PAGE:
When Titans Collide: Coke vs. Pepsi
Coke vs. Pepsi--the age-old debate. While this debate usually revolves around the flavors of these two beverage makers, I am going to take a look at the companies' growth prospects going into 2014. Coca-Cola shares are only up a modest 10% year-to-date, while PepsiCo has had a much better year with its shares up almost 20%. So which of these soda titans will have a better 2014 ?
While on the surface Pepsi and Coca-Cola look like very similar companies, that simply isn't the case. Coca-Cola collects 75% of its revenue from the sale of its carbonated beverages, while Pepsi only makes 25% of its revenue from the sale of carbonated drinks. The bulk of Pepsi's revenue comes from its food division that owns popular brands such as Frito-Lay.
Sales of carbonated beverages in the United States may be affected by anti-sugary drink legislation. Right off the bat it's clear that one company, Coca-Cola, will be more affected by legislation aimed at banning sugary drinks, such as New York's sugary-drink ban. Due to Coca-Cola's lack of diversity in the products it manufactures, which are heavily beverage-related, the company will struggle to bolster sales with American soda demand slowly declining.
Pepsi CEO Indra Nooyi announced that soft drink sales have been declining at a 3% annual rate as consumers demand healthier and more natural-seeming options. However, Pepsi's loss in sales of carbonated drinks was covered by the recent surge in its sales of snack products.
Volume in the American, Latin American, European, and Asian food businesses gained about 3%, led by double-digit growth in China, Pakistan, and Turkey. These encouraging pieces of data bolstered Pepsi's sales numbers in the third quarter but really didn't do much for Coca-Cola.
China is one of the fastest growing snack-food markets in the world. Forbes reported that China will also quickly become the world's largest beverage market, and it may become the largest snacks market in five to 10 years.
To take advantage of this growth both Coca-Cola and Pepsi have increased their presences in the region. Coca-Cola opened a bottling plant in Myanmar on June 4th. Forbes reported that the company also plans to invest $200 million in Myanmar over the next five years.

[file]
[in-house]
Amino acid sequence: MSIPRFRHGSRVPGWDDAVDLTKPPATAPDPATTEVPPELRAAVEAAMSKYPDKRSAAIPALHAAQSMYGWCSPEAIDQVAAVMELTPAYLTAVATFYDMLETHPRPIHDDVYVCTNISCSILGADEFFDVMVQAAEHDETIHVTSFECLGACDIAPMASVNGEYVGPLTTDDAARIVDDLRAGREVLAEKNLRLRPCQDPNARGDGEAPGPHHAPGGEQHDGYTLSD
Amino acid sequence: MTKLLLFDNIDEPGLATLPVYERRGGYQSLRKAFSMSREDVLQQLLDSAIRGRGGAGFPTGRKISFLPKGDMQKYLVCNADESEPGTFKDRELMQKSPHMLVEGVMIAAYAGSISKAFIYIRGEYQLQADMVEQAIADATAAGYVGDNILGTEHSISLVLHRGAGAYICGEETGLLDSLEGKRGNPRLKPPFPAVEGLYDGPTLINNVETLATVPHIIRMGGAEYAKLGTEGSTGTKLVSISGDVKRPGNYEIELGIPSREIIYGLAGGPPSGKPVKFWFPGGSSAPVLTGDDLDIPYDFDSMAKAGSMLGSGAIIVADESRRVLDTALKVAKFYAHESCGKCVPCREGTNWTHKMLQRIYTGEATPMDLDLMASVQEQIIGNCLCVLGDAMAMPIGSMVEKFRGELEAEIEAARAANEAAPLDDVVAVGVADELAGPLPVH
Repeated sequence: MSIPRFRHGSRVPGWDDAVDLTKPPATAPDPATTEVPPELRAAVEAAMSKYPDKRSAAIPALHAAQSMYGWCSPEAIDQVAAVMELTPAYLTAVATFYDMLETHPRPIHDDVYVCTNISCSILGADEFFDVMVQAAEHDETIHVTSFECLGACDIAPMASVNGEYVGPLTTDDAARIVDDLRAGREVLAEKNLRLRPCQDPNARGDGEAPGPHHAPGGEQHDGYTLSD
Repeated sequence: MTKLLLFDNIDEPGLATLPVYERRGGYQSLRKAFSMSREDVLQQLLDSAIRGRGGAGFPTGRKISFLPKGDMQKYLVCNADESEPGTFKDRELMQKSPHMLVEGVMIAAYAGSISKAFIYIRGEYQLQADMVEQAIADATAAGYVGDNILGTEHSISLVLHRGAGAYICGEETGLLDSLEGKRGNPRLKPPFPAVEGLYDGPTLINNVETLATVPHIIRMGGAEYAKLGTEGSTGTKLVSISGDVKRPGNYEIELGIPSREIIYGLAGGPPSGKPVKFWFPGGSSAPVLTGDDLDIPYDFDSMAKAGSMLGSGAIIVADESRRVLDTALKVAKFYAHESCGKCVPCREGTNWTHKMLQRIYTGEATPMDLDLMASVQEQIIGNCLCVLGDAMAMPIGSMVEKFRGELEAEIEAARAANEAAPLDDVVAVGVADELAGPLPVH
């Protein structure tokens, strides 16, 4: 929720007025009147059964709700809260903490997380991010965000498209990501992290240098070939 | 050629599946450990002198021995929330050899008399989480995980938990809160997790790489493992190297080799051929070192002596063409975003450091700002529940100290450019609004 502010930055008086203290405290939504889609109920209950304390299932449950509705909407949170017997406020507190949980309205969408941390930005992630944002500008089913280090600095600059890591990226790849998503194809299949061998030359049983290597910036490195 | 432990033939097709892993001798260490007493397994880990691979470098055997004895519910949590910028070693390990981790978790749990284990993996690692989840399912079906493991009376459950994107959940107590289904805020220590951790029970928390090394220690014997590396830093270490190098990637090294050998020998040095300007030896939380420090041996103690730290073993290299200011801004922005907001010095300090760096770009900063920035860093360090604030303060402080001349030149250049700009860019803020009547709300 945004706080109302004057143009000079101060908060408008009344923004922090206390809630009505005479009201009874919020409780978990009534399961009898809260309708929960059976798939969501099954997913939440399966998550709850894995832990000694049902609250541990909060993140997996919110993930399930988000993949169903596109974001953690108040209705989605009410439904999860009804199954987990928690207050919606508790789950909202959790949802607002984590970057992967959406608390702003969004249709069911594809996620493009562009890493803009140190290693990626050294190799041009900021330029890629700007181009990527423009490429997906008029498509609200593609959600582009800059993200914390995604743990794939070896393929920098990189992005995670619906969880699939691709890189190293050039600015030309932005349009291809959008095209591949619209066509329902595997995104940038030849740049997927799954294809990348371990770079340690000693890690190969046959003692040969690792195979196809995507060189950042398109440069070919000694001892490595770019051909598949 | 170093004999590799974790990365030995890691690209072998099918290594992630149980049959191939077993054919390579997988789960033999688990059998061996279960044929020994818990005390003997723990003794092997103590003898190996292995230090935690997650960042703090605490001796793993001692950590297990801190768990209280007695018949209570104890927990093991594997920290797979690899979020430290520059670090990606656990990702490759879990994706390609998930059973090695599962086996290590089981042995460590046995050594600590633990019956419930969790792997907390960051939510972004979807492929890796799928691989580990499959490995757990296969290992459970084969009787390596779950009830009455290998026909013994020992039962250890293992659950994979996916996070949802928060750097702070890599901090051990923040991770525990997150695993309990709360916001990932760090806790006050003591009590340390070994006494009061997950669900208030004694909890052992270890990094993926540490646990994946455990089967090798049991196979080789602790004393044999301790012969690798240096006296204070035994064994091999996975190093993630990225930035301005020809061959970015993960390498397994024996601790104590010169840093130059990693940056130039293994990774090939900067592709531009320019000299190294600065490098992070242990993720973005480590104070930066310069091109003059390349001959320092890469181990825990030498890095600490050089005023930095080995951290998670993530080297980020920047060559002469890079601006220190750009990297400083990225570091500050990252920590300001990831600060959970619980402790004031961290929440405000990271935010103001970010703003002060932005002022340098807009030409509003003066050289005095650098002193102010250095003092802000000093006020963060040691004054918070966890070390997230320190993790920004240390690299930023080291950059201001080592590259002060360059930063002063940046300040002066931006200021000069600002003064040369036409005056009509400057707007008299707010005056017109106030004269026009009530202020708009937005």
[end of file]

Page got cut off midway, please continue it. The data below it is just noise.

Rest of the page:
Pepsi is getting its foothold in the region through other means. Pepsi's CEO said the company plans to open a manufacturing plant in Myanmar, but until then Pepsi plans to work with local distributors to sell their products and work with local farmers to create a supply of potatoes for chips.
While Coca-Cola seems to have a bit of a head start in Myanmar, its facilities will only help the company gain a share of the region's fast-growing beverage market. Pepsi's approach will create a base from which Pepsi is able to capture market share in both the beverage and snack-food markets.
Both Coca-Cola and Pepsi's drink divisions will suffer over the next few years due to declining demand for soda in the domestic market. However, Pepsi will have the upper hand thanks to the diversity of the products it manufactures. Pepsi's popular line of "healthy" drinks, like Tropicana, will also fare well as American consumers demand healthier alternatives to soft drinks.
Because Pepsi will probably be able to offset its weak soft drink sales with increased revenue from snack products, it seems it is in better shape to tackle the food and beverage business in 2014 and beat Coca-Cola in the market again next year.
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The article When Titans Collide: Coke vs. Pepsi originally appeared on Fool.com.Fool contributor Jesse Atlas has no position in any stocks mentioned. The Motley Fool recommends Coca-Cola and PepsiCo. The Motley Fool owns shares of Coca-Cola and PepsiCo. Try any of our Foolish newsletter services free for 30 days. We Fools may not all hold the same opinions, but we all believe that considering a diverse range of insights makes us better investors. The Motley Fool has a disclosure policy.
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